PTSD Criteria Explained



Mental health professionals use a manual called the DSM-V in order to list the criteria and diagnose mental health disorders. It can be difficult to understand so I've consolidated and outlined the criteria for PTSD in the following article to make for easy reading.


Criteria A: (One required)

The person was exposed to: death, threatened death, actual or threatened serious injury, or actual threatened violence in the following way (s):

  • Direct Exposure

  • Witnessing the trauma

  • Learning that a traumatic event occurred to a relative or close friend

  • Indirect exposure to adverse details of the trauma, usually in the course of professional duties (first responders, medics, etc.)


Criteria B: Intrusive Symptoms (One required)

The traumatic event is persistently re-experienced in the following way (s):

  • Unwanted, Upsetting Memories- Thoughts of the trauma come into your mind that may cause sadness, anger, frustration and fear. The thoughts can last minutes, hours, days, etc. They seem to be debilitating and interfere with daily functioning.

  • Nightmares: You experience nightmares with themes of fear, death, injury, guilt, helplessness and panic. Nightmares don’t necessarily have to replicate the trauma but often do. A recent article on Vietnam Veterans found that the emotional content of the nightmares included: 90% involved feelings of helplessness, 85% contained fear, 42% contained confusion, 27% involved sadness and 23% involved disgust (Harb, et al., 2012). The same study found that sensory details could be included with war veterans including sounds, smells, colors and sensations (Harb, et al., 2012).

  • Flashbacks: Reliving the trauma experience through illusions, hallucinations or flashbacks. During the flashback you may stay connected to the present moment or may lose all awareness of your current surroundings or situation. Reminders of the traumatic event can trigger flashbacks.

  • Emotional distress after exposure to traumatic reminders: Emotional responses (anger, sadness, fear, etc) when you are exposed to triggering events that resemble or symbolize a traumatic event. Example: Entering a bank for a woman who was held hostage in a bank.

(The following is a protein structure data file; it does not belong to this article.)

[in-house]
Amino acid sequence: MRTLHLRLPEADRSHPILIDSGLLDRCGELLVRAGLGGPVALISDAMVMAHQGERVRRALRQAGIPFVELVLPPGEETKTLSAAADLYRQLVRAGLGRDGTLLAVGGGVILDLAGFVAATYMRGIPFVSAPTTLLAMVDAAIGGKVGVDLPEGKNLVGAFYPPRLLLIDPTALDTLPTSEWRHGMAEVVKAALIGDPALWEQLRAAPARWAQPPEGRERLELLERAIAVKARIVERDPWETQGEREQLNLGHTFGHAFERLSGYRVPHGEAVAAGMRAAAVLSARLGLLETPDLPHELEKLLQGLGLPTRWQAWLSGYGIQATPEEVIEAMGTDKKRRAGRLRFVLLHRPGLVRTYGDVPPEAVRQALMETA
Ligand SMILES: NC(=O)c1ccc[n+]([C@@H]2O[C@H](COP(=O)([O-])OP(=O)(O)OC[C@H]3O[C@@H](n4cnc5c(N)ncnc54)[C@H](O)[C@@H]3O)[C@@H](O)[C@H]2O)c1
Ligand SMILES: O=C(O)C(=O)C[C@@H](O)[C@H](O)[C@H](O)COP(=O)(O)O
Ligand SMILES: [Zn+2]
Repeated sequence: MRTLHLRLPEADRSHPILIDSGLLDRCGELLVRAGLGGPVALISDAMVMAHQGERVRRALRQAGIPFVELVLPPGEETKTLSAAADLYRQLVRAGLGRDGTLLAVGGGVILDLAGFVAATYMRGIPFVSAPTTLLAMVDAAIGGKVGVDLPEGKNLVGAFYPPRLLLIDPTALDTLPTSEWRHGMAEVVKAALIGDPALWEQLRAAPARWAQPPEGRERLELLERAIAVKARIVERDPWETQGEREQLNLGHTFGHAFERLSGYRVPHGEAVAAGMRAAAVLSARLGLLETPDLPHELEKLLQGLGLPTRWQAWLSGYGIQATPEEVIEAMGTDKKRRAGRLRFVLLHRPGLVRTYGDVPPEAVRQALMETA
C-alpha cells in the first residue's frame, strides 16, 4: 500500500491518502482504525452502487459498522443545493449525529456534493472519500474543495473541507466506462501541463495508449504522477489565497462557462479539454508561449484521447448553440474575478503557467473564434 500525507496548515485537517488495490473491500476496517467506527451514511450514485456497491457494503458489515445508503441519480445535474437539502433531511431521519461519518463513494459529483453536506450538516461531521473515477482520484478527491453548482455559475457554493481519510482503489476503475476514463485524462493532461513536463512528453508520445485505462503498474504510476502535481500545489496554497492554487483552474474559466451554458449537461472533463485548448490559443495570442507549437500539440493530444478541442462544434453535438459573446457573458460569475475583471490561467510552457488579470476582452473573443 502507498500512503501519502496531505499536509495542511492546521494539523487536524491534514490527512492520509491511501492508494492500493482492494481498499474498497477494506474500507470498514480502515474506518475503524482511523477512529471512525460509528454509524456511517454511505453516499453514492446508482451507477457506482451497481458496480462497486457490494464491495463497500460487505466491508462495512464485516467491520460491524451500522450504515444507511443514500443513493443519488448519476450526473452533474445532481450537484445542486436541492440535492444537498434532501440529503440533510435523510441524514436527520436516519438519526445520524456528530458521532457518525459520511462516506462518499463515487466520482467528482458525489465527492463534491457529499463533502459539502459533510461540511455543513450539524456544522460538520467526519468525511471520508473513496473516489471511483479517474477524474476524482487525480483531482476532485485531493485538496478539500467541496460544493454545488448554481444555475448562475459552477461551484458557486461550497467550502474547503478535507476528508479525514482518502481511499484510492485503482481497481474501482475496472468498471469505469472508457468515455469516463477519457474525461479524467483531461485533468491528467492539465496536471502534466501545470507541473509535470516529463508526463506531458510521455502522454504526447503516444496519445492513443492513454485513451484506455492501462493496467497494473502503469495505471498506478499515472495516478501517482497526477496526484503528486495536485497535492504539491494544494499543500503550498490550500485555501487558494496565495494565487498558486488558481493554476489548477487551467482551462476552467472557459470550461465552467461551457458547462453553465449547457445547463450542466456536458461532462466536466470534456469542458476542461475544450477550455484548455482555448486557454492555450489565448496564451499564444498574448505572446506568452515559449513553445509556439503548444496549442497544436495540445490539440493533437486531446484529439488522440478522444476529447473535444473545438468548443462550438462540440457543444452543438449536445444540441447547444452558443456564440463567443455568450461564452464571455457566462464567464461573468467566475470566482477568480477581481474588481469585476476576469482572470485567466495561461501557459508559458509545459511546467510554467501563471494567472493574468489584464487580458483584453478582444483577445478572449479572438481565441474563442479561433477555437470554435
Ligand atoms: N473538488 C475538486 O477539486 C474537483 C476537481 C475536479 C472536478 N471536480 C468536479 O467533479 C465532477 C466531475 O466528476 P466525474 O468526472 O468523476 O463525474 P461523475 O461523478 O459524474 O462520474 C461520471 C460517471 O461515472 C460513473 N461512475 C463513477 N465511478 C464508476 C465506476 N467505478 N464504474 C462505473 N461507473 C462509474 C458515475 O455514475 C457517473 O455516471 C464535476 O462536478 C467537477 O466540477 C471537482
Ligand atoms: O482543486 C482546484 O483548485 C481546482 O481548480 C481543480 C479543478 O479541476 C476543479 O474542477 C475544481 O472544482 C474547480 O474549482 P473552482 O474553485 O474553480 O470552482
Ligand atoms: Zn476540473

• Physical reactivity after exposure to traumatic reminders: Upset stomach, sweating, racing heartbeat, rapid breathing, headache, etc.



Criteria C: Avoidance (One required)

  • Avoidance of trauma related stimuli: Avoiding thoughts, feelings, or physical sensations that elicit memories of the trauma

  • Avoidance of trauma related external reminders: Avoiding places, people, situations, conversations, activities, objects that elicit memories of the trauma.



Criteria D: Negative cognitions and mood (Two required):

Negative changes in thoughts or mood that began or worsened after the trauma in the following way(s)

  • Inability to remember important features of the trauma: this type of dissociative amnesia makes it difficult to remember details of the trauma.

  • Negative thoughts about oneself or the world. For example: “I’m a disgrace”, “No one loves me”, “The world is awful/terrible”

  • Blaming oneself or others for the trauma. For example: “I shouldn’t have put myself in that situation” or “I should have…”

  • A negative emotional state (e.g., anger, sadness, fear, guilt, shame)

  • Loss of interest in activities. For example: You have no desire to participate in activities that you used to enjoy. This may also include doing activities with family and friends that you used to enjoy being around.

  • Feeling detached or isolated from others. You may feel distant from others, even with people you were close to before the trauma. You may even feel unconcerned with people in your life

  • Inability to experience positive emotions: You may have a very difficult time experiencing happiness, joy, satisfaction, intimacy, etc.



Criteria E: Arousal and Reactivity (Two required):

  • Irritable behavior and angry outbursts: These outbursts are not provoked but may result in you yelling at others, getting into fights, breaking items, destroying objects, road rage

  • Risky or destructive behavior: You may engage in reckless behavior including drunk driving, gabling excessively, alcohol and drug use, self-harming (hitting self, cutting self, etc) or risky sexual behavior.

  • Hypervigilance: You are “on guard” and can seem to resemble paranoia. You have an increased awareness to your surroundings and are sensitive to potential threats

  • Heightened startle reaction: You may be very reactive to stimuli and seem “jumpy” with sudden movements, loud noise. For example, a veteran may jump down when he hears fireworks or a loud noise.

  • Difficulty concentrating: You may have trouble remembering dates and staying focused during conversations and activities.

  • Difficulty sleeping: Insomnia, difficulty staying asleep and/or nightmares.



Criteria F: Required

  • Symptoms last for more than 1 month



Criteria G: Required

  • Your PTSD symptoms cause major impairment in your ability to function in social, work, school and other important areas.


Criteria H: Required

  • PTSD symptoms are not due to medication, alcohol use, drug use or other illnesses.


Please note that the criteria for children ages 6 and under is slightly different. Please see your therapist or psychiatrist for more details.